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Isotopes & Radiation
Members are devoted to applying nuclear science and engineering technologies involving isotopes, radiation applications, and associated equipment in scientific research, development, and industrial processes. Their interests lie primarily in education, industrial uses, biology, medicine, and health physics. Division committees include Analytical Applications of Isotopes and Radiation, Biology and Medicine, Radiation Applications, Radiation Sources and Detection, and Thermal Power Sources.
Materials in Nuclear Energy Systems (MiNES 2023)
December 10–14, 2023
New Orleans, LA|New Orleans Marriott
The Standards Committee is responsible for the development and maintenance of voluntary consensus standards that address the design, analysis, and operation of components, systems, and facilities related to the application of nuclear science and technology. Find out What’s New, check out the Standards Store, or Get Involved today!
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Nuclear Science and Engineering
Fusion Science and Technology
Eisenhower’s “Atoms for Peace” at 70
Seventy years ago to the day, President Dwight D. Eisenhower gave his historic address to the United Nations General Assembly in New York City. (See December 2023 Nuclear News's “Leaders” column to read the reflections of Kathryn Huff, the Department of Energy’s assistant secretary for nuclear energy, on the speech’s anniversary.)
Gaetano Aiello, Theo Scherer, Konstantinos Avramidis, Natalia Casal, Thomas Franke, Mario Gagliardi, Gerd Gantenbein, Mark Henderson, John Jelonnek, Andreas Meier, Gabriella Saibene, Sabine Schreck, Dirk Strauss, Manfred Thumm, Minh Quang Tran, Christoph Wild, Eckhard Woerner
Fusion Science and Technology | Volume 75 | Number 7 | October 2019 | Pages 719-729
Technical Paper | doi.org/10.1080/15361055.2019.1643690
Articles are hosted by Taylor and Francis Online.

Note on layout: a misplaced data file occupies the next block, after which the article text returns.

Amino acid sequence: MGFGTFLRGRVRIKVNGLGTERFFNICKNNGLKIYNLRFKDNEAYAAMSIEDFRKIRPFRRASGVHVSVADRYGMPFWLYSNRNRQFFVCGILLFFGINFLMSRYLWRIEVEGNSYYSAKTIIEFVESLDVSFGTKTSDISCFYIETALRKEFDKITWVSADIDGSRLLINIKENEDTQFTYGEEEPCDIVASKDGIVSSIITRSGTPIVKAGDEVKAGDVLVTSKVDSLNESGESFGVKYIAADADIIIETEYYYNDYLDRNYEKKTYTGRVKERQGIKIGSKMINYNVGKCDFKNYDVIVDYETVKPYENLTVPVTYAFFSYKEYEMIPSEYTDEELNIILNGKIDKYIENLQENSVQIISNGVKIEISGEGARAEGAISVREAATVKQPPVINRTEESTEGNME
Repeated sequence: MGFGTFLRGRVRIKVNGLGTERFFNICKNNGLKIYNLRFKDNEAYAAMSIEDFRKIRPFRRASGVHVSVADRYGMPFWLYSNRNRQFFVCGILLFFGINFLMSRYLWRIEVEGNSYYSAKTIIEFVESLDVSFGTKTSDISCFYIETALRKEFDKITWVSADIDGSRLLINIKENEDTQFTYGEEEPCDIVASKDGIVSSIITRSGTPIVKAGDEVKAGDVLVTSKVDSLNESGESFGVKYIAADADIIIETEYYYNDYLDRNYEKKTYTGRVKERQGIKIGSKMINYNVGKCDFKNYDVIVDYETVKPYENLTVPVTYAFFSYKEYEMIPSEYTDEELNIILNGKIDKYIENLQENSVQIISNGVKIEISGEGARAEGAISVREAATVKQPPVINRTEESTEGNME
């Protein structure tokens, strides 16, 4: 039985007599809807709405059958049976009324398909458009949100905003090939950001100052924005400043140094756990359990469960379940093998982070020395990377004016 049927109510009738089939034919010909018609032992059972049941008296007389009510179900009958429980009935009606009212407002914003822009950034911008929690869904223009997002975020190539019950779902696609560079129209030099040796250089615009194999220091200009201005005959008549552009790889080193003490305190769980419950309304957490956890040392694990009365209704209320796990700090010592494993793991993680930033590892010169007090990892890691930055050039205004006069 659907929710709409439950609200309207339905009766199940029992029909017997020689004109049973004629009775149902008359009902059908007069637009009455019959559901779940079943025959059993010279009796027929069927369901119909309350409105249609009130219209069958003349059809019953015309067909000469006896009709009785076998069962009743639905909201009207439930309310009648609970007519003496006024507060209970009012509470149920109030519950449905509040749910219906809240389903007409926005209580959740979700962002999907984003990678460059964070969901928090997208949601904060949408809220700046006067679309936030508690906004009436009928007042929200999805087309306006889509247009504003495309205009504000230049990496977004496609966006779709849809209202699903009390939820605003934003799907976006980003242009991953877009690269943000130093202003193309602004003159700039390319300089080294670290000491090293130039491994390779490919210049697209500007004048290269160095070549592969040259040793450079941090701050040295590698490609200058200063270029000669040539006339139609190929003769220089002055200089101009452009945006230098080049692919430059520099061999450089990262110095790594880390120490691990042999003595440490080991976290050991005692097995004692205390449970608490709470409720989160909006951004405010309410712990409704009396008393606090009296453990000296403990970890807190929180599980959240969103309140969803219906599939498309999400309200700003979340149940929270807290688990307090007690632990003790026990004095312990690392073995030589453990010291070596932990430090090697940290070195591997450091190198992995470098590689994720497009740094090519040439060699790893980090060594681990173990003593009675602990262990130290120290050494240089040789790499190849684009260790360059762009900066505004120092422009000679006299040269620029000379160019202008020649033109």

Nuclear fusion power plants require electron cyclotron (EC) heating and current drive (H&CD) systems for plasma heating and stabilization. High-power microwave beams between 1 and 2 MW generated by gyrotrons propagate in a dedicated waveguide transmission system to reach the plasma at specific locations. Key components in this transmission system are the chemical vapor deposition diamond windows on both the torus and gyrotron sides of the reactor as they allow transmission of high-power beams while acting as confinement and/or vacuum boundaries. Diamond windows consist of a polycrystalline diamond disk integrated in a metallic housing. In the conventional configuration, there is one disk perpendicular to the beam propagation direction. A steering mechanism is then used to deploy the fixed frequency beam at different locations in the plasma. This is, for instance, the configuration used in the ITER EC H&CD system. Movable parts close to the plasma will be problematic for the lifetime of launchers in future fusion reactors like the DEMOnstration nuclear fusion reactor (DEMO) because of the higher heat loads and neutron fluxes. Therefore, one of the alternative concepts is to deploy the beams directly at the desired resonant magnetic flux surface by frequency tuning gyrotrons. In this case, diamond windows able to work in a given frequency range, like the diamond Brewster-angle window, are required. It is an elegant and compact broadband window solution with the disk inclined at the Brewster angle with respect to the beam direction. This paper shows the development and the current state of different diamond window concepts including the design, the numerical analyses, and application of standard construction nuclear codes and of a specific qualification program.